The White PHS staff clearly strapped their narcissistic self-righteousness on the backs of the Alabama Black men. Even in 1976, after the study was terminated, Heller continued to argue that the study should have continued to “better the ultimate (scientific) information … the men’s status did not warrant ethical debate. They were subjects, not patients; they were clinical material, not sick people.” In the progress reports published by the PHS team, the scientific language encouraged the authors and the readers to disassociate themselves from the Tuskegee men. The reports functioned rhetorically to dehumanize the men and to diminish and obscure the moral issues involved.

The Declaration of Helsinki was released in 1964, and by that time the PHS physicians, according to Fletcher, “had failed to recognize or remedy severe moral violations progressively blameworthy by the moral lights of the period.” In 1993, PHS physician John Cutler spoke about the Tuskegee study: “If I may make an analogy it’s like sending men off to war and knowing some will die. It’s in the interest of the total society … You had to make these value judgments … we had the responsibility, the job to be done and we did it.” By 1993, however, the first and only PHS physician publicly apologized for his Tuskegee involvement. Dr. Sid Olansky’s physician son wrote to the Emory Dermatology Department Chairman that Sid now “admits that he made a mistake in not believing that the patients should have been given penicillin … a feeling based on the belief that the penicillin would not help them physically.“ Sid Olansky continued, “I’m terribly sorry. I wish it had never started. It didn’t accomplish any of the things I wanted it to or thought it might. Sure I’m sorry it cost me a great deal.”

Those who inflict humiliation commonly defend their behavior as being honest or justified by circumstances, and they underestimate the harm they cause. The offended party wants dignity restored and to let go of their hurt, anger and resentment. The restoration of dignity in response to humiliation emerges as one of the most important functions of apology. After the 1999 Institute of Medicine report “To Err is Human,” the profession of medicine now recognizes and recommends that an apology is an appropriate and necessary response following the disclosure of a medical error. Dr. Aaron Lazare, a leader in the apology and patient safety movements, writes:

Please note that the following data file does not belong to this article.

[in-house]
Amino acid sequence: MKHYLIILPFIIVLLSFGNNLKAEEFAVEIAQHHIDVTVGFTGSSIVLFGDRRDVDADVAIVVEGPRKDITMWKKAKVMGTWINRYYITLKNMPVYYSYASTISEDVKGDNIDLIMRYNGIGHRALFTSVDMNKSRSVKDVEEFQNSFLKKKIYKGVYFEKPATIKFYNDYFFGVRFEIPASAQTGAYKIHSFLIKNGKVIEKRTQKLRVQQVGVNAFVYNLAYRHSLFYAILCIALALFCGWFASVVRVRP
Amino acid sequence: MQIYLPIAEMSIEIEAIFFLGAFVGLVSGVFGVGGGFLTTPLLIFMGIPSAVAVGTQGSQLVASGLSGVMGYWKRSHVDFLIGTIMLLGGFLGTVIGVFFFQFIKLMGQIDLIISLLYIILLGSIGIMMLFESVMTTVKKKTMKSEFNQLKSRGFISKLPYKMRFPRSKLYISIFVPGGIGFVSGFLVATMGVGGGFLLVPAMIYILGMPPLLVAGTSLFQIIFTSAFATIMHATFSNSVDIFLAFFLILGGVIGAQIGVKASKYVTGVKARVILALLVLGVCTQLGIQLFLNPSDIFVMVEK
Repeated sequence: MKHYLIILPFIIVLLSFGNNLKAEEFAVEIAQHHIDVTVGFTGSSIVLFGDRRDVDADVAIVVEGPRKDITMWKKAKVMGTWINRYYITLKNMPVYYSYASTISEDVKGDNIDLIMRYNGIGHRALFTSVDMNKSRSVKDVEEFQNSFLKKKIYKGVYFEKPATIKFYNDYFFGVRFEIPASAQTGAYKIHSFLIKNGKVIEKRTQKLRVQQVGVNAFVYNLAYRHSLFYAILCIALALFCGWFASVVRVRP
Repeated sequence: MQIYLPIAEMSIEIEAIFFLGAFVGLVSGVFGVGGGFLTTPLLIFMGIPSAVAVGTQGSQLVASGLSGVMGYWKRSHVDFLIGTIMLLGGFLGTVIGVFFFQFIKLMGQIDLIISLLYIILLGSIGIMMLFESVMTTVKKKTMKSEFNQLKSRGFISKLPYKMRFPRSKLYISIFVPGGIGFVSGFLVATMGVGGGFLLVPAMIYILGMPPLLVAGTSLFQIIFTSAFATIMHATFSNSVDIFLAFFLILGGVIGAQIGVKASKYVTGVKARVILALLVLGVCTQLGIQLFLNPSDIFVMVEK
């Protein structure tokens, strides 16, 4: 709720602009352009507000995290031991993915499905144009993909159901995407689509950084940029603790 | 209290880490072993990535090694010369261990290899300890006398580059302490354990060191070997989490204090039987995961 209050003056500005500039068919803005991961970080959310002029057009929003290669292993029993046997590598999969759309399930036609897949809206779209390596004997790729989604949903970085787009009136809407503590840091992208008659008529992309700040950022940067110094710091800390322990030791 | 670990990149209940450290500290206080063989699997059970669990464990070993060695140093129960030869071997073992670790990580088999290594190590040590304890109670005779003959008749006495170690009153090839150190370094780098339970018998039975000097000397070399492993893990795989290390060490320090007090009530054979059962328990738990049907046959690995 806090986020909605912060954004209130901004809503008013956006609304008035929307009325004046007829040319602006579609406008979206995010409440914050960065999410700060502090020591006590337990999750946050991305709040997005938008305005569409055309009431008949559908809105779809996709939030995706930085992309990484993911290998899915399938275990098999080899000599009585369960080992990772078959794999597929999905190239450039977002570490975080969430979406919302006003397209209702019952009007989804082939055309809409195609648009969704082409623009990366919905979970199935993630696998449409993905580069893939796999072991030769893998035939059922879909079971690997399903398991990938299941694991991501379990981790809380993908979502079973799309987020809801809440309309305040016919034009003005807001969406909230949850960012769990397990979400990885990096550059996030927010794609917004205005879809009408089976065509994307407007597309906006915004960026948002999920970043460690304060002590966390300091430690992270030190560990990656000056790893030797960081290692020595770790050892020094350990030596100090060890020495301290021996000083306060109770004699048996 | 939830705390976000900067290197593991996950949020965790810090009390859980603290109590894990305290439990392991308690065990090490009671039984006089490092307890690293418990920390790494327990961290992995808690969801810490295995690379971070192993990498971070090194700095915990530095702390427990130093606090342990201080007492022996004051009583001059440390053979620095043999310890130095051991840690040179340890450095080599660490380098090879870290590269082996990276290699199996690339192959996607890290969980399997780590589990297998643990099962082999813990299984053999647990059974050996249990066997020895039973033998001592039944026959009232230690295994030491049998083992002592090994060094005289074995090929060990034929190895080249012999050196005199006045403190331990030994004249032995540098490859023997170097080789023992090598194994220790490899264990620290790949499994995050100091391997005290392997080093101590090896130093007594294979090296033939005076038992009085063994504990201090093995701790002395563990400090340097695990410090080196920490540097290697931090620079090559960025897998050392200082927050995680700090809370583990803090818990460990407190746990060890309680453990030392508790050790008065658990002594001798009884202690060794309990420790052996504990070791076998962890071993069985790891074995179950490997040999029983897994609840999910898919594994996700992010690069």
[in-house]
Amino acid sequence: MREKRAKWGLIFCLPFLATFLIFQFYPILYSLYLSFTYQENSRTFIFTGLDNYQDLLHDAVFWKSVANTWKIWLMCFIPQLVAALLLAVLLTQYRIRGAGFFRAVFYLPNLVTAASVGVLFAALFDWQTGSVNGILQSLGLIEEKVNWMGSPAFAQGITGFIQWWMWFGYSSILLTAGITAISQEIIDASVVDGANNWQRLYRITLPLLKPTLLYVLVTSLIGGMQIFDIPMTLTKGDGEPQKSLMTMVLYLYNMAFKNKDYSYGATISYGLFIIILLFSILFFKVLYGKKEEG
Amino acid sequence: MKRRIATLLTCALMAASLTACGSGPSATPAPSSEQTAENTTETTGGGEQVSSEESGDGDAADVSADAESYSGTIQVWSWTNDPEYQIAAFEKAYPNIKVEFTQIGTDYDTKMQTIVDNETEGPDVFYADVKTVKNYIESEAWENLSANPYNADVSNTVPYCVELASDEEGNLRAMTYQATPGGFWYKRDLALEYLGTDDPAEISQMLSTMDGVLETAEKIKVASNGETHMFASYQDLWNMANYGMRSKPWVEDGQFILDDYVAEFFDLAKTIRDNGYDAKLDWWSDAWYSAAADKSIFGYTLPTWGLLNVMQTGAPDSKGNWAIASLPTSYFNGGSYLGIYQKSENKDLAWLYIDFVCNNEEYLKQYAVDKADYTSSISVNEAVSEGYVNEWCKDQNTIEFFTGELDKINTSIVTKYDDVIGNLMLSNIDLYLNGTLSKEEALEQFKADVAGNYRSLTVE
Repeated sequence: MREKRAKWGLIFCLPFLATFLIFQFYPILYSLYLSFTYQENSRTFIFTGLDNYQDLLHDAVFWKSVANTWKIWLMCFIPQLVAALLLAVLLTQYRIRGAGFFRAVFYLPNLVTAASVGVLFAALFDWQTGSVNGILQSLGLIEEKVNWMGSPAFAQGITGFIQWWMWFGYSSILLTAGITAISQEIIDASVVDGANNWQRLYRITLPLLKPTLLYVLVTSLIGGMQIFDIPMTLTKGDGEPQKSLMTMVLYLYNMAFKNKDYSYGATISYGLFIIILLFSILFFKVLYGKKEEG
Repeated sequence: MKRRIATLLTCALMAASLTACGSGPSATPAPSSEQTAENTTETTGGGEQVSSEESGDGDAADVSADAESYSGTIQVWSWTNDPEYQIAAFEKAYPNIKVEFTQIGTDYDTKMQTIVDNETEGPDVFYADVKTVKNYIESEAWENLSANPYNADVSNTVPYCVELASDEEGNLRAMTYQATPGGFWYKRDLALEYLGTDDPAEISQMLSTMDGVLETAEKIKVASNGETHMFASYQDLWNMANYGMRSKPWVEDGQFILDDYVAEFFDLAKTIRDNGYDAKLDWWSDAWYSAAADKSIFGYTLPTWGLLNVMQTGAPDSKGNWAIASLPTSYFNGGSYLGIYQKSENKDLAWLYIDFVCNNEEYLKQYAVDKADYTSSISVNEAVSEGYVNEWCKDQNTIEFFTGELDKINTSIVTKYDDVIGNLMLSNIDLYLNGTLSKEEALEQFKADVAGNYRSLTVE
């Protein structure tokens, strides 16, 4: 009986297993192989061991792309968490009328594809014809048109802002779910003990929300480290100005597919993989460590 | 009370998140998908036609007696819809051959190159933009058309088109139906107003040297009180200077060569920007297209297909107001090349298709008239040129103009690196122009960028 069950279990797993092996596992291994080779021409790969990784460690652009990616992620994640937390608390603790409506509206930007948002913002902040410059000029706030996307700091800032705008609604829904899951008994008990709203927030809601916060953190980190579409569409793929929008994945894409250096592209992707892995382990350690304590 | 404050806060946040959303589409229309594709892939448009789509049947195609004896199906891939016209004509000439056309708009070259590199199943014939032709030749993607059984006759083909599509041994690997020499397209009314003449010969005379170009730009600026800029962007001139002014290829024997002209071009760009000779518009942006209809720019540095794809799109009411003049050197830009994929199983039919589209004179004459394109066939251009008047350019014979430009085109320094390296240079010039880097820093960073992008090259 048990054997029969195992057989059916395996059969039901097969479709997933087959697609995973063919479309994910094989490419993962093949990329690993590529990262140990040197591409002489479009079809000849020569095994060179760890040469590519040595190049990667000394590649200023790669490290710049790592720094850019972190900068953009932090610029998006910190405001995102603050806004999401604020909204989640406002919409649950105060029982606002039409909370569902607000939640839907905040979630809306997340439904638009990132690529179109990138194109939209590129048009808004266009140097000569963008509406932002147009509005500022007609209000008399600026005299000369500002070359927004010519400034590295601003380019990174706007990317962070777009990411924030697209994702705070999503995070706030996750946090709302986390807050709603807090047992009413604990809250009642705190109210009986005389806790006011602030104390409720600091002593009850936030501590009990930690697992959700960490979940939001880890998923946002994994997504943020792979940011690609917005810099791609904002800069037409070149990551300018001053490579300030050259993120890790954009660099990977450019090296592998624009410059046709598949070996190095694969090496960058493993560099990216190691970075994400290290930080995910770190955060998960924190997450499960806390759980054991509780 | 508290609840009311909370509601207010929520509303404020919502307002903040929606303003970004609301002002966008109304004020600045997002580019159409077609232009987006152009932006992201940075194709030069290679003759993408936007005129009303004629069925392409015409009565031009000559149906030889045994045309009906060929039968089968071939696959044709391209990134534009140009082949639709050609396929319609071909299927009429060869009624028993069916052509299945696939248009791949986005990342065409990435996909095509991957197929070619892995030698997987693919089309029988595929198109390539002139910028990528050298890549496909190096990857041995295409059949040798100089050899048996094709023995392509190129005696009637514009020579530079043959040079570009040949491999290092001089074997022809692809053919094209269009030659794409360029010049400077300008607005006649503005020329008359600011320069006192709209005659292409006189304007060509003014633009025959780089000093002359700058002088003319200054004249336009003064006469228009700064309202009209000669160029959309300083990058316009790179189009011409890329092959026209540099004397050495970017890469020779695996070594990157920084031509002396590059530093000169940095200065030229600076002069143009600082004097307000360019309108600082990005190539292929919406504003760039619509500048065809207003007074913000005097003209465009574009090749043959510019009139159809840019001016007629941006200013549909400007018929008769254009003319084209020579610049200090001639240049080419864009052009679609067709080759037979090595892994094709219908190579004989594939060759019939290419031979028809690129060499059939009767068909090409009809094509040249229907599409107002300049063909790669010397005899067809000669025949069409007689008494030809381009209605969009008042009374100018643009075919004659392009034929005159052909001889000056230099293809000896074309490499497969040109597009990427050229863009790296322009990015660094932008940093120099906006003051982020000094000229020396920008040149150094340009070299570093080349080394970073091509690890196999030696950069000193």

Apology is a universal healing force for resolving interpersonal or intergroup conflicts in which one party acknowledges responsibility for an offense. The profession of medicine appears to be one of the last to recognize the importance of apologies except for medical errors. At the same time, the tensions, stress and history of medical practice have resulted in a time honored tradition of humiliating behaviors toward patients, colleagues and trainees.

Twenty-four years following the termination of Tuskegee, President William Clinton (but not the PHS doctors) apologized to the participants and their families:

Many Americans would prefer not to remember, but we dare not forgot … our nation broke the trust with our people … It is not only in remembering that shameful past that we can make amends and repair our nation, but it is in remembering that past that we can build a better present and a better future. And without remembering it, we cannot make amends and we cannot go forward.

The socially and economically vulnerable remain an at-risk population as subjects of human research. The present market-place-driven, multicenter research environment, which includes for-profit institutional review boards with the escalating pressure to accommodate research sponsors is an environment that still allows for the generation of unethical human research. As Fletcher comments, “because physicians are not trained to look for conflicts of interest, they often find themselves enmeshed in them without recognizing the problem.”

Herman Shaw, one of the oldest Tuskegee survivors, responded to President Clinton in this way:

The damage done by the Tuskegee Study is much deeper than the wounds any of us may have suffered. It speaks to our faith in government and the ability of medical science to serve us as a force for good. (But) … in my opinion, it is never too late to restore faith and trust.


Works Cited